Residential Contracting 101: Incorporation by Reference

Construction contracts come in all shapes and sizes. For commercial projects, the parties often use pre-printed contract forms such as forms promulgated by the American Institute of Architects, the Associated General Contractors, and the Engineer’s Joint Contract Documents Committee. However, there are few generally-accepted contract forms applicable to residential projects, although pre-printed forms used for commercial projects may be modified for use on some residential projects. They may be particularly appropriate for large or complex residential projects.

Most residential contracts are “customized” forms drafted by the attorney for a party. Many disputes have arisen as a result of the failure of the builder to include in the contract all of the essential terms of the transaction or to express the intentions of the parties in clear terms. Other disputes have originated from the failure of the builder to incorporate by reference the plans and specifications that govern the technical aspects of the builder’s work or other documents that were intended to be a part of the deal.

That leads me to Rule #1: All construction contracts should incorporate by reference a set of plans and specifications prepared by an architect, engineer or designer. Where the plans and specifications are incorporated by reference, the builder is bound to comply with the requirements of the plans and specifications. And when the builder strictly complies with the requirements of the plans and specifications, the builder will not be liable for the consequences of defects in the plans and specifications.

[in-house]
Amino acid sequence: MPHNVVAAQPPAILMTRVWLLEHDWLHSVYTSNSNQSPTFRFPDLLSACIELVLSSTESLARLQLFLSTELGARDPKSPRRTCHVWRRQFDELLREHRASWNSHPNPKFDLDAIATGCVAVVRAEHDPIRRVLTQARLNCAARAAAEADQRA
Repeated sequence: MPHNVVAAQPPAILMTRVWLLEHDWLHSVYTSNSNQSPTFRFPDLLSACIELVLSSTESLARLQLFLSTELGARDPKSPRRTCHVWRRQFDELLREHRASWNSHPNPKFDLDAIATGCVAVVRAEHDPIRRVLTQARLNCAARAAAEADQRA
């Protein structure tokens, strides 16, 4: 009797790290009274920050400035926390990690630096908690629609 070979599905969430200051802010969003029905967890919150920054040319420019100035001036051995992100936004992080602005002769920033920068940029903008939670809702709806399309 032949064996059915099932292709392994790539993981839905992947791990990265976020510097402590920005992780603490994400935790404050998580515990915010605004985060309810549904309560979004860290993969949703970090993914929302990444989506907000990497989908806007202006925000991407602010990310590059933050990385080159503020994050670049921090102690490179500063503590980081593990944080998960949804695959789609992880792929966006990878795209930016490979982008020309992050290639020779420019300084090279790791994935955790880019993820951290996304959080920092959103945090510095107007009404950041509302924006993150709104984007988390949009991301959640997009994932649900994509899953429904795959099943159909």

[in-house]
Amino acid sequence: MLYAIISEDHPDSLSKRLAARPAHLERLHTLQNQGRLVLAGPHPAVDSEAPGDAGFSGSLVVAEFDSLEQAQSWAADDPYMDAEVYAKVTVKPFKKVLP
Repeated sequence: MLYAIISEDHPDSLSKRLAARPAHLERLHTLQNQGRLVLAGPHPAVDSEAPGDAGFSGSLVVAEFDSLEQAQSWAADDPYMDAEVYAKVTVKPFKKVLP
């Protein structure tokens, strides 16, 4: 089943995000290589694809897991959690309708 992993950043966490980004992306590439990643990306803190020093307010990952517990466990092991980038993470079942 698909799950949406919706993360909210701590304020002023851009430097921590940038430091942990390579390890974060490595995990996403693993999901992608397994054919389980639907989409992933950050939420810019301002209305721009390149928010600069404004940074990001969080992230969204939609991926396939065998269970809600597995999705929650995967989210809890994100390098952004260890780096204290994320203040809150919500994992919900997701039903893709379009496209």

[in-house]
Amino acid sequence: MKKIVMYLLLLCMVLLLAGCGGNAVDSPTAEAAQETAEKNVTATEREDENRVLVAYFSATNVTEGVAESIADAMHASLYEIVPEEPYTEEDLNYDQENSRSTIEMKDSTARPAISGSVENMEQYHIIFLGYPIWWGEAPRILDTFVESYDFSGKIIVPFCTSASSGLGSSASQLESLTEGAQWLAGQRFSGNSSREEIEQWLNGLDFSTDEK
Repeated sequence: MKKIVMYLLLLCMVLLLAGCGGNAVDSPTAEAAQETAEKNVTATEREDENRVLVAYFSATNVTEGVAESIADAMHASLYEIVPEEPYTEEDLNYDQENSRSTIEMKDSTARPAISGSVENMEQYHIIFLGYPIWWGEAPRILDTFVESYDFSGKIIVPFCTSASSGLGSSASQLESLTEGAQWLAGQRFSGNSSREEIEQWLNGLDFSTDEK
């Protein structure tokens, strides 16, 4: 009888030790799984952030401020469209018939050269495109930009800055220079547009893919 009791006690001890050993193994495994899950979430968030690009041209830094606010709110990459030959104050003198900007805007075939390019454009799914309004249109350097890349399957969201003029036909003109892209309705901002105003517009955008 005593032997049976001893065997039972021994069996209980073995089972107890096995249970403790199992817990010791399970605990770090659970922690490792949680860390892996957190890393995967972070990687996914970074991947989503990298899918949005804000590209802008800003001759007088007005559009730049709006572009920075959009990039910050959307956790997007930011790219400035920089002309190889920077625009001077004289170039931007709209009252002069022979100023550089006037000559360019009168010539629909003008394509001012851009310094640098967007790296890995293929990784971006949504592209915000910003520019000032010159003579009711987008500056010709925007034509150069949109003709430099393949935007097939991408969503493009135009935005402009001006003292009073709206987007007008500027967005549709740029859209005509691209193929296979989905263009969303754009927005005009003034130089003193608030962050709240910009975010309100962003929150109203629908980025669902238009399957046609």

Under the doctrine of “incorporation by references”, a separate document may become a binding part of a construction contract by virtue of an express reference to that document in the contract. It is not necessary to attach the incorporated document to the contract, but the referenced document must be in existence and must be reasonably described.

An example: “The Builder shall perform the Work in accordance with the plans and specifications identified in Schedule 1 to this contract.” By referring to the Schedule 1 plans and specifications, and then attaching that Schedule 1 to the contract at the time the contract is signed, the plans and specifications are considered by the law to be as much a part of the contract as if they were physically reproduced in the body of the contract.

“Builder beware”!

By J. Greg Easter